- Using a for loop based on the number of the words in the sentence, we get each of the word stored in the stringstream object ‘ss’ one by one in the exact order as the given sentence. Using a temporary string variable word, we get the word from ‘ss’ and insert them at the beginning of the ‘revSentence’ String. This is done using the insert() function of the String library, where the first parameter specifies the position of the string to be entered and the second parameter is the string itself. We add spaces between the words except for the last word. If this is not done, the resultant string would start with a space character and we don’t want that. (lines 29–35)
- Lastly, we can print the new ‘revSentence’ string. (line 37)
Let us suppose that you are not happy with using stringstream and want to see how we could separate the words from the sentence and also want to do the whole thing in a single loop to reduce the time complexity, I have got another algorithm for you. Mind you, this one is my favourite.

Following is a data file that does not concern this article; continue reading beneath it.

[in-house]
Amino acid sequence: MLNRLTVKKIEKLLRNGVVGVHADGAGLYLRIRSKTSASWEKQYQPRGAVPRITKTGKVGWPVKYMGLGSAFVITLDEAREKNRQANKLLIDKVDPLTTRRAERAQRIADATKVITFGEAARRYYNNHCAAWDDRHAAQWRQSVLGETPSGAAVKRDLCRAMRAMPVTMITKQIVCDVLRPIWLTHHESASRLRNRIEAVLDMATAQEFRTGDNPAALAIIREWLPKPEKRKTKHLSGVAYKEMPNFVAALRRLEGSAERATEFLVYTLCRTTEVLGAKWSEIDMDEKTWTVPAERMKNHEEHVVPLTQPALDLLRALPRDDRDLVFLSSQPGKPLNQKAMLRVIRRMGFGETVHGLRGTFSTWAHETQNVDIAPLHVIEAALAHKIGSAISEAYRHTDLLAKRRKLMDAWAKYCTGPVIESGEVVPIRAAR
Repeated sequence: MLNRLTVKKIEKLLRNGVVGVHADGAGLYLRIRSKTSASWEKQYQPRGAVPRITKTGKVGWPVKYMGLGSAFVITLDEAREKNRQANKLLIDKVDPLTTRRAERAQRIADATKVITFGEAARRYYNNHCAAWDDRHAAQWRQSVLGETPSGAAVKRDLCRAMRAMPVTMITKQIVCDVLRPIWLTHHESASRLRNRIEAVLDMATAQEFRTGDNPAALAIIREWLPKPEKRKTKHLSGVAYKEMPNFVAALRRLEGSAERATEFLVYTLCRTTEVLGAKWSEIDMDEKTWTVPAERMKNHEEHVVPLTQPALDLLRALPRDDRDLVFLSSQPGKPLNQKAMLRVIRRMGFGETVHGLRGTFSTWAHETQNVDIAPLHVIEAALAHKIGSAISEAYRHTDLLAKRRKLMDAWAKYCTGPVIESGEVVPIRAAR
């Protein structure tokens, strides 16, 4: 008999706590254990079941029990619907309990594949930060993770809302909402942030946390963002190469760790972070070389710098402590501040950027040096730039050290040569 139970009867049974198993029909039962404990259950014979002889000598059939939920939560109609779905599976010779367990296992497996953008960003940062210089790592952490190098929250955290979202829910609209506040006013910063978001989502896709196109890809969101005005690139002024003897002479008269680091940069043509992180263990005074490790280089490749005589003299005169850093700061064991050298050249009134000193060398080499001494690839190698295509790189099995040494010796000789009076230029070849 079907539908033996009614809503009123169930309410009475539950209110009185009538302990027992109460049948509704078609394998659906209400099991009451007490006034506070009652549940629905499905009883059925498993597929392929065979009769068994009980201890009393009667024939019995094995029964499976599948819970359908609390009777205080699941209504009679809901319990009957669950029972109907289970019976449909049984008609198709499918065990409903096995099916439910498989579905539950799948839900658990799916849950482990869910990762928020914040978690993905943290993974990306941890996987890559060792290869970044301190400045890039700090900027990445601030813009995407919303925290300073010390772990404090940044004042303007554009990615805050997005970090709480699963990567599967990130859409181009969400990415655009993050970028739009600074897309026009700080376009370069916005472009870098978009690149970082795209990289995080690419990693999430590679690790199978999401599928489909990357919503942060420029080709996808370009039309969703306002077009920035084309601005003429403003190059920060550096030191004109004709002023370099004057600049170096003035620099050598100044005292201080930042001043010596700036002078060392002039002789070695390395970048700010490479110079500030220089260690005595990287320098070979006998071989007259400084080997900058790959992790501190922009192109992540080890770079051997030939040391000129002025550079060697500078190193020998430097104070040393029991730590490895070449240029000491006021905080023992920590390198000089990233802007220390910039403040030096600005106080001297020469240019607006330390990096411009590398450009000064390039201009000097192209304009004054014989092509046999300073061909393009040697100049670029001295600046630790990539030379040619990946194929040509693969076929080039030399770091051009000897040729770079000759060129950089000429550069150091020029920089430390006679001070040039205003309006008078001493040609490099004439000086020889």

My Favourite Approach:-
So in this method of reversing words of a sentence, I am going to be using only one loop and am also going to show how we can obtain the separate words from the sentence. This approach uses 2 string library functions, insert() and substr(). Words are taken from the sentence and added to a new ‘revSentence’ variable simultaneously. Let’s see how to do this.
The steps of this approach are:-
- Take the input sentence from the user
- Create a ‘revSentence’ variable to store the reversed words sentence and Initialize ‘start’ and ‘length’ variables to 0. The start variable points to the starting position of a word and the length variable indicates the length of the word.
- Go through the sentence letter by letter till we encounter a space character or the last character of the sentence, using a for loop.